It’s exciting to see Shyamalan on such confident footing once more, all these years later.
Anyone who reads advice books about romance has one problem to begin with: bad taste in literature. The idea that a book can advise a woman how to capture a man is touchingly naive. Books advising men how to capture a woman are far less common, perhaps because few men are willing to admit to such a difficulty. For both sexes, I recommend a good novel, offering scenarios you might learn from, if only because they reflect a lot of doubt.
Nevertheless, in 2009, comedian and radio host Steve Harvey wrote a best-seller titled Act Like a Lady, Think Like a Man: What Men Really Think About Love, Relationships, Intimacy and Commitment. This was advice for women. It apparently left some questions, because in 2011, Harvey felt the demand for another book, Straight Talk, No Chaser: How to Find and Keep a Man. A small industry had been set in motion, which inspired Maria Bustillo's Act Like a Gentleman, Think Like a Woman: A Woman's Response to Steve Harvey's Act Like a Lady, Think Like a Man (2009). What are Bustillo's qualifications? One month before that book, she published Dorkismo: The Macho of the Dork.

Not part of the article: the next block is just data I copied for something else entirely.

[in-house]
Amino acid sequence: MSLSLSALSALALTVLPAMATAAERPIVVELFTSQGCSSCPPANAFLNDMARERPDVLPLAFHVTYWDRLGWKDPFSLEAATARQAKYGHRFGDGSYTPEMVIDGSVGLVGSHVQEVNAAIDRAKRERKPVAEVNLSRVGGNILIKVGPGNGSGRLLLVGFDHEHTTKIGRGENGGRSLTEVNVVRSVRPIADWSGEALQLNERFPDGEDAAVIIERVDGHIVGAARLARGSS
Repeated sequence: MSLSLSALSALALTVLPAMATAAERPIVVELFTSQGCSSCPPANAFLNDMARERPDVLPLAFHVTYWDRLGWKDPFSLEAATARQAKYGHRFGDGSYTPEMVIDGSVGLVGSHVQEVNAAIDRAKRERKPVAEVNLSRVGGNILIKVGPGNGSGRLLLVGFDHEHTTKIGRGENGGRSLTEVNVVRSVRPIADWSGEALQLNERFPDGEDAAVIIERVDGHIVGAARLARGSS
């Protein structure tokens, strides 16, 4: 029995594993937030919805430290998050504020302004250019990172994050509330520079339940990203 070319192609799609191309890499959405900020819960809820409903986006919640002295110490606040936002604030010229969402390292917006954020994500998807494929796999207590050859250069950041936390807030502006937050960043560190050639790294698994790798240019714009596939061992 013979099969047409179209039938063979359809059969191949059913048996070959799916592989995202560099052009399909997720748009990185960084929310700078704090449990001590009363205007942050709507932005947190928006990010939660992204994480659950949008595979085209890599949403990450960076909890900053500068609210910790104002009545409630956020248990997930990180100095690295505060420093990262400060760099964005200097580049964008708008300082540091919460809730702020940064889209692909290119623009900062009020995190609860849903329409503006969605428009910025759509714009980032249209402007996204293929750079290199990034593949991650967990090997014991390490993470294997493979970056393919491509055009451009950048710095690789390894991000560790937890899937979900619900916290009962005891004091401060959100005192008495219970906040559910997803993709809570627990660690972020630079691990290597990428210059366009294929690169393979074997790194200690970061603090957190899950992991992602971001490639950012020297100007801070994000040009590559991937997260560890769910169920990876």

Among Harvey's qualifications are that he's been married three times, and possibly gained some insights from his two ex-wives about how they failed to keep him. This is not a history to inspire confidence, but in the movie "Think Like a Man," we're expected to believe that every woman in the film bought the book and started living her life according to it. The twist comes when the men in their lives discover their secret reading and study the book themselves. Now the men know the women's game plan.
Starting with its title, this movie must be one of the greatest examples of product placement in history. We see Steve Harvey plugging the book on a daytime talk show, and then he appears again from time to time to deliver advice straight to the audience. It's a promising device for a sitcom, especially as the film assigns the characters to categories from the book, such as "The Dreamer vs. The Woman Who Is Her Own Man." This is somewhat limiting, because each character is required to behave in a way consistent with his or her label.